The upcoming "Merlin" release of OS/2 will likely have higher requirements, at least if some of its extra features (like voice recognition) will be used. Reports indicate that the beta isn't more resource-hungry than Warp 3.0 when only the Warp 3.0 feature set is installed. One major exception: The Merlin beta chews up a lot of disk space -- about 100MB for a minimal installation, and 300MB or so for everything.
As with most software, these requirements, and particularly the RAM requirement, are optimistic. While there are people who are happy running OS/2 Warp 3.0 in 4MB of RAM, these people are rare, and frequently don't run Windows programs. Multimedia support, Internet access tools, and networking all chew up RAM, and so are iffy propositions, even in a system with 8MB. OS/2 is more RAM-intensive than CPU-intensive. If you're satisfied with the speed of a 486 computer, there's no need to upgrade the CPU for OS/2, though even a Pentium computer might benefit from more memory. OS/2 frequently benefits from extensive "tweaking" of settings in the CONFIG.SYS file, and not all of the tweaks are obvious. (For instance, many OS/2 newbies assume that increasing the size of the disk cache will improve performance, but this often has the opposite effect.) There is an OS/2 CONFIG.SYS configuration utility available that contains a database and access program that will analyze your CONFIG.SYS and help you tune it. I strongly recommend that OS/2 "newbies" use this. OS/2 requires not only a 3.5" floppy drive, but a 3.5" A: floppy (though there are workarounds for this which allow installation on a system with a 5.25" A: drive). 35MB is enough to install a fairly minimal OS/2, but if that's the entire free space on the hard drive, it won't be enough. OS/2 also uses a swap file, which can grow to substantial size; and once the user starts adding OS/2 programs, 100MB of free space becomes a more reasonable minimum for serious OS/2 use. Video, CD-ROM, and SCSI support are complex issues, and will be dealt with individually below.
To the best of my knowledge, OS/2 Warp runs fine on all 386 or better CPUs from all manufacturers. This includes Intel 386 and 486 CPUs; AMD, Cyrix, and IBM 386 and 486 clones (including the Cyrix 486DLC and related CPUs, IBM's "Blue Lightning" 486, and the AMD and Cyrix 5x86 chips, which are more 486 than 586); Intel Pentium and Pentium Pro CPUs; and NexGen and Cyrix Pentium clones (the Nx586 and 6x86). I've yet to hear about the AMD 5K86, but I wouldn't expect problems with it. Note that many of these CPUs are available under other brand names, either from companies which re-badge them or from companies (like Texas Instruments, SGS Thomson, and IBM) which manufacture Cyrix CPUs in return for a percentage of the production.
One important caveat about CPUs, though: The next version of OS/2, code-named "Merlin," will include a much-discussed technology known as Voice Type Dictation (VTD). This will allow the computer to take spoken commands and even dictation into word processors or other applications which accept text input. Details are still foggy at the moment, but it appears that a high-end 486 (like a DX4/100) will be required for minimal voice command functionality and a mid-range Pentium (like a P100) will be needed for full voice recognition. This technology utilizes the floating point unit (FPU) of the CPU very heavily, so the fact that Pentium clones have worse FPU performance than integer performance relative to an Intel Pentium means that a faster Pentium clone may be required to get equivalent VTD performance with Merlin. As Merlin is not yet released, however, all of this is speculative. Monitor the comp.os.os2.beta newsgroup or the OS/2 beta FAQ for more information on this. In addition, IBM has announced that they will not be testing Merlin on 386 CPUs. It's entirely possible that Merlin will run on a 386, but this cannot be guaranteed.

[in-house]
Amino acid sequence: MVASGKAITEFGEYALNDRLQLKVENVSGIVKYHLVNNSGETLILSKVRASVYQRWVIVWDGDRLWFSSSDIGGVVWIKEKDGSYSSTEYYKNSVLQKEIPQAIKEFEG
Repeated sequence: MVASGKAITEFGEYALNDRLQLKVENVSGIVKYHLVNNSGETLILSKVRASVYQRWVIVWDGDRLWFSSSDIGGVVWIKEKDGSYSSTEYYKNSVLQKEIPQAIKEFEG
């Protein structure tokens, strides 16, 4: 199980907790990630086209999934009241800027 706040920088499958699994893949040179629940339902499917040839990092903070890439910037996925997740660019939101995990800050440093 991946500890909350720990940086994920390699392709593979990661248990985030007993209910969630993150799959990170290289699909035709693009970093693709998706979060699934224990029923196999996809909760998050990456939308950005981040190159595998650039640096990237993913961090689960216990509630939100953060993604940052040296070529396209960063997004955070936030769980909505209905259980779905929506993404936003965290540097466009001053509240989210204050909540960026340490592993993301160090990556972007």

A second caveat concerning CPUs is that the CPU must interact with the motherboard, and some motherboards don't work well under OS/2, or with certain CPUs. This is particularly true of 486-class boards using AMD or Cyrix 5x86 CPUs. Unfortunately, a complete listing of good and bad motherboards or motherboard/CPU combinations is well beyond the scope of this FAQ. If you have a PCI system, Pat Duffy's PCI Summary postings may be of help here. I would like to emphasize that most motherboards and motherboard/CPU combinations do work fine with OS/2, but problems do exist with some equipment.
The OS/2 Warp 3.0 manual lists the following as supported video chipsets:
In general, a video board using any of these chips will work fine "out of the box;" however, there are exceptions. Video board manufacturers frequently tweak their boards in ways which produce better performance, but which also make their boards incompatible with "generic" drivers such as those in OS/2. [I do not currently have a list of "problem" boards -- if somebody has such a list, please e-mail it to me and I can include it here.]
If you don't see the chipset used on your board, post or contact the manufacturer to ascertain the availability of OS/2 drivers for the board. Include as much information on the board as possible if you post; for instance, simply saying you have "a Cardex board" doesn't give enough information. Give the precise model number and, if you know it, the chipset used on the board. Many manufacturers have their own OS/2 drivers, even if their board is supported by OS/2 "out of the box." These drivers are sometimes superior to IBM's drivers, but other times are not. [Again, specific information about this might be helpful. Thanks.]
There are three basic classes of CD-ROM drives for PC-compatibles:
CD-ROM drives supported by OS/2 Warp 3.0 "out of the box" include: